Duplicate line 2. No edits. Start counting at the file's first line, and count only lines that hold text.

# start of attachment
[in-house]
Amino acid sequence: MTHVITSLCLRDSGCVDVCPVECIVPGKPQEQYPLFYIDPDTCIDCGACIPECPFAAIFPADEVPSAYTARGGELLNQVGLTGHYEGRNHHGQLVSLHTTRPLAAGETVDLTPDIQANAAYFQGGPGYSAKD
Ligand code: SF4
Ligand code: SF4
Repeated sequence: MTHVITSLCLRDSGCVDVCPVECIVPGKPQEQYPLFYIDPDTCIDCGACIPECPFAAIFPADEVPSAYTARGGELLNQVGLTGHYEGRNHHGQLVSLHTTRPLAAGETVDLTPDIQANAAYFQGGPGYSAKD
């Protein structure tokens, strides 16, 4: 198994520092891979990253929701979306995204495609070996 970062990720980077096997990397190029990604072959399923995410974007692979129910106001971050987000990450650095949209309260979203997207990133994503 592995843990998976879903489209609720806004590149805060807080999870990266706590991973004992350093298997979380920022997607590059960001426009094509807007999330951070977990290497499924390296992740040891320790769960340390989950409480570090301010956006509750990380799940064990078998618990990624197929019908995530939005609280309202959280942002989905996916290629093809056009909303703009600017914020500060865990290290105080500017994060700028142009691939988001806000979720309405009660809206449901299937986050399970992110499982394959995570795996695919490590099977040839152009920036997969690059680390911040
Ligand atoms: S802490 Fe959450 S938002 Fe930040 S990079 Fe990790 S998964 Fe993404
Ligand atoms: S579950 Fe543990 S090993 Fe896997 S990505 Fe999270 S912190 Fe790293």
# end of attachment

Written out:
Amino acid sequence: MTHVITSLCLRDSGCVDVCPVECIVPGKPQEQYPLFYIDPDTCIDCGACIPECPFAAIFPADEVPSAYTARGGELLNQVGLTGHYEGRNHHGQLVSLHTTRPLAAGETVDLTPDIQANAAYFQGGPGYSAKD